When I started Stories for Earth, I had a hard time finding likeminded people. But after working on this project for a while, I’ve met some incredible people doing important work to draw more attention to cli-fi and eco fiction. In the spirit of signal-boosting people whose work I admire and in growing the community of climate readers, here are some other outlets you might check out if you’re looking for projects similar to Stories for Earth.
A website devoted to uncovering and sharing “…meaningful stories about our natural world and humanity’s connection with it,” Dragonfly.eco was started by Mary Woodbury, who also writes fiction under the pen name Clara Hume. Mary has been writing about eco fiction since before it was cool, and her website is a treasure trove of book reviews, author interviews, and more.
Ecofictology with Lovis Geier
YouTube channel: https://www.youtube.com/channel/UCRrV-N233NVrzjz8UIWDcUA
Scottish scientist and avid reader Lovis Geier runs a YouTube channel called Ecofictology with Lovis Geier. Every week, Lovis shares a new video review of an eco fiction or cli-fi book she read recently, and her taste is impeccable. Sometimes Lovis and I collaborate on episodes, so keep an eye out for our “therapy” sessions on particularly challenging reads.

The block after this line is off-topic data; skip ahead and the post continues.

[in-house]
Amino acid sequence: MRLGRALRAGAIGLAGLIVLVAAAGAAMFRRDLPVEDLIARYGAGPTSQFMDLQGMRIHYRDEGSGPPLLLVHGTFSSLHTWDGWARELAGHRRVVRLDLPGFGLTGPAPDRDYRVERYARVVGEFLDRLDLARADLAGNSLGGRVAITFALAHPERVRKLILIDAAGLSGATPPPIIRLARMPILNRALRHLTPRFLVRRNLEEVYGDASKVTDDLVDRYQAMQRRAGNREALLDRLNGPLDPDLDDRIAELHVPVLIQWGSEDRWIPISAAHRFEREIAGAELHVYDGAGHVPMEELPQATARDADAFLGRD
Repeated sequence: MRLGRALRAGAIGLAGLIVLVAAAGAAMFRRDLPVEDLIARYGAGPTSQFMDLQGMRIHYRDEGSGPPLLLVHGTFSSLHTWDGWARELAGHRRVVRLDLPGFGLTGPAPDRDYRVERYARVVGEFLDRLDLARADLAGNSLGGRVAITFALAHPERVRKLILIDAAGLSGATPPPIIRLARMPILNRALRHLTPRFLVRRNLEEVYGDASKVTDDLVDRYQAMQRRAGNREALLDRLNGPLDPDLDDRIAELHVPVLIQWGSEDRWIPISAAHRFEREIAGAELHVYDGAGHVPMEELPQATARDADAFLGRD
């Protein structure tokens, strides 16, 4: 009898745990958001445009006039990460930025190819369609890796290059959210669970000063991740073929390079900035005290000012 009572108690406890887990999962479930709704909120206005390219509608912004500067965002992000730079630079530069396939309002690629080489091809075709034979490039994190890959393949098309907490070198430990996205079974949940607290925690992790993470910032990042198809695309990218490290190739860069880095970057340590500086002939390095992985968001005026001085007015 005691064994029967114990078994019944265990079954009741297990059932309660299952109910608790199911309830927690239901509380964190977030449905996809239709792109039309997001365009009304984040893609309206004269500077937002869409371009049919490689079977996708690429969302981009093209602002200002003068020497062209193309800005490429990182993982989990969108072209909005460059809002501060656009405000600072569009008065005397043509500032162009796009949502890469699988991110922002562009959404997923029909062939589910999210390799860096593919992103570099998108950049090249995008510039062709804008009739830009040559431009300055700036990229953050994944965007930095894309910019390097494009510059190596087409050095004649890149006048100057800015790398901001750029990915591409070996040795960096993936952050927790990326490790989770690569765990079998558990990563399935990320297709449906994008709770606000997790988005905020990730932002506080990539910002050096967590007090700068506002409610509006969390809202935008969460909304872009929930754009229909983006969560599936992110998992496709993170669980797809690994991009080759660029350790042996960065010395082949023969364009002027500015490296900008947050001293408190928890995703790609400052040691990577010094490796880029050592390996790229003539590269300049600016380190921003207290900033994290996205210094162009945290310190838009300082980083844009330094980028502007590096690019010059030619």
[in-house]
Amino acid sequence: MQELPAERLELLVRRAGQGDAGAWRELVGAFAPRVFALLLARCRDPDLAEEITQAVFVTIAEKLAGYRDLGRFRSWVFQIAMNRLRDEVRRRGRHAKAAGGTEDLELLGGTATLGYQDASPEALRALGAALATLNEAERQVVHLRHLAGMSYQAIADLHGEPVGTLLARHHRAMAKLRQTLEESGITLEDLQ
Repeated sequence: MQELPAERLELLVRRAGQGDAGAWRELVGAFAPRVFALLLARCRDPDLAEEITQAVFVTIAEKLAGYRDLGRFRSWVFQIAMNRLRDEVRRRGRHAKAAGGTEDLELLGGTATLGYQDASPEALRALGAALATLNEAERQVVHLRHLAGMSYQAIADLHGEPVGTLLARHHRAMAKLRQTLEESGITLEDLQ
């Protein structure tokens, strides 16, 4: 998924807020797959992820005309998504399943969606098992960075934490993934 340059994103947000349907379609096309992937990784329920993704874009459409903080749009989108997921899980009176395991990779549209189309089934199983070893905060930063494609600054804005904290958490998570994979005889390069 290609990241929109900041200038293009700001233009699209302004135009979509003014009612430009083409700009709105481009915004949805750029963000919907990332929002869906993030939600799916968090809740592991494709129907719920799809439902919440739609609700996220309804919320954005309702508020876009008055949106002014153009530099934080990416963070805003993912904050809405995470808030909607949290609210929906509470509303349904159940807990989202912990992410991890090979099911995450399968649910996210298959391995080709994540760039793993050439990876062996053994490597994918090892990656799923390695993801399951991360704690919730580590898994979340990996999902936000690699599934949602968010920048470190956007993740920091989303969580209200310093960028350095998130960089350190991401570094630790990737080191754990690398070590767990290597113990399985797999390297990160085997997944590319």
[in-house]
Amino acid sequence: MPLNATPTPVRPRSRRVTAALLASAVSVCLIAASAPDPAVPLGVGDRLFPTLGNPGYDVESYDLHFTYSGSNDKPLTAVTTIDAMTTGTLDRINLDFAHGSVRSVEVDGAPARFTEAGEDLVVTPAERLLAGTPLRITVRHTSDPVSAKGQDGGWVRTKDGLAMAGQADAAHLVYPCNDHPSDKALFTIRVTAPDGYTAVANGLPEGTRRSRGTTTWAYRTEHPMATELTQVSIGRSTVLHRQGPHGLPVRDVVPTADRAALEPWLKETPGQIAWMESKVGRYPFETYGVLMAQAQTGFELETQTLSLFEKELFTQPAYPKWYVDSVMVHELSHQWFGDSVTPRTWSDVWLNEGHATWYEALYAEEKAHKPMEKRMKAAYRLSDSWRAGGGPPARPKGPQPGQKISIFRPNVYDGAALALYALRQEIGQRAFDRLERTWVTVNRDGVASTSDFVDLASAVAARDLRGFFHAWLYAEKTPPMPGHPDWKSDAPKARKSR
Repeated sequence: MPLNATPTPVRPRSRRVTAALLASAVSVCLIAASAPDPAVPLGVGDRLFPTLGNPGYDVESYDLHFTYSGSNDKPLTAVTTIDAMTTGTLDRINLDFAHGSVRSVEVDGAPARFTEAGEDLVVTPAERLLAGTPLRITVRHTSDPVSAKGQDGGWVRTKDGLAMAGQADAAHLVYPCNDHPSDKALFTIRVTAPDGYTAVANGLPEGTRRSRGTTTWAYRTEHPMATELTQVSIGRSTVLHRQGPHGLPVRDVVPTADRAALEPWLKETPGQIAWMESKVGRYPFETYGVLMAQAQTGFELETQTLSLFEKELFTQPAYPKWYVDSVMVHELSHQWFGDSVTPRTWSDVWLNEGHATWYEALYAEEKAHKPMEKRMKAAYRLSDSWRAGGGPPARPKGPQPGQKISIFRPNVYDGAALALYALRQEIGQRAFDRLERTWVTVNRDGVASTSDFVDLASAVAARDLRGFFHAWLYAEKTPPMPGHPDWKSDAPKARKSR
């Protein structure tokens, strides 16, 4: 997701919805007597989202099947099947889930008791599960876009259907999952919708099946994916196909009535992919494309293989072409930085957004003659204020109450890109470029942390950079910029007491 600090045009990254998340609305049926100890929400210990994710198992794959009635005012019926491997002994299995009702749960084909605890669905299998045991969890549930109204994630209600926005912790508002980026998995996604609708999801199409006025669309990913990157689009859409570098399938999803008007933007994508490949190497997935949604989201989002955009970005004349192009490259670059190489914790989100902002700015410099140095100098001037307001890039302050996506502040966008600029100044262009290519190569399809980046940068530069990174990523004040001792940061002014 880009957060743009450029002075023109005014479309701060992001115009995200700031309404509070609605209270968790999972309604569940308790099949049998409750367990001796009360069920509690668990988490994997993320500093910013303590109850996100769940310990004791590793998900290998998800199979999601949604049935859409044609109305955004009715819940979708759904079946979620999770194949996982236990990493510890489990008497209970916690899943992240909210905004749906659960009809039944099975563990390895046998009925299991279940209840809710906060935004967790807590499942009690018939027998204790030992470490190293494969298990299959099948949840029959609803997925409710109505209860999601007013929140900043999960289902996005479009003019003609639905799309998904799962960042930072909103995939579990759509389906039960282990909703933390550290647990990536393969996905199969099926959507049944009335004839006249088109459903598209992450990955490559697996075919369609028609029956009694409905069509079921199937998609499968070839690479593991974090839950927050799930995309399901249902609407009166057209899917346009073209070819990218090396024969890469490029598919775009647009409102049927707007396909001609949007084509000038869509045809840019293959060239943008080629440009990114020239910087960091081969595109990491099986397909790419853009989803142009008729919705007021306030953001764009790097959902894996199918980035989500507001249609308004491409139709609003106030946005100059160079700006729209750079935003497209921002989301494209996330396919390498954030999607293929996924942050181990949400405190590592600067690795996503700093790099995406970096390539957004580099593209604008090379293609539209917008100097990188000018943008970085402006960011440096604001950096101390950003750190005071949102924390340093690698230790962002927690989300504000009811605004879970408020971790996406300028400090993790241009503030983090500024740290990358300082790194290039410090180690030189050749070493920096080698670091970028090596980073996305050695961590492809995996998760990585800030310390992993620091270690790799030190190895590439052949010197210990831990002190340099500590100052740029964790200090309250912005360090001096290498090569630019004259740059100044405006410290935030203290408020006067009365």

Ekostories is a website featuring essays and stories by Isaac Yuen, a nature writer whose work has appeared in Orion, Entropy, Tin House online, and The Willowherb Review. Isaac is a fantastic writer, and I particularly enjoy his pieces exploring and illuminating the environmental themes in the work of Hayao Miyazaki, Italo Calvino, Ursula K. Le Guin, and Shigeru Miyamoto.
The Climate Reader
The Climate Reader is a climate change reading journal and personal blog from Jelka (pronounced “Yel-kah”), a Berliner and climate fiction enthusiast. Jelka writes reviews of climate-themed books she reads, and she also posts about her reading journey on Instagram at @theclimatereader.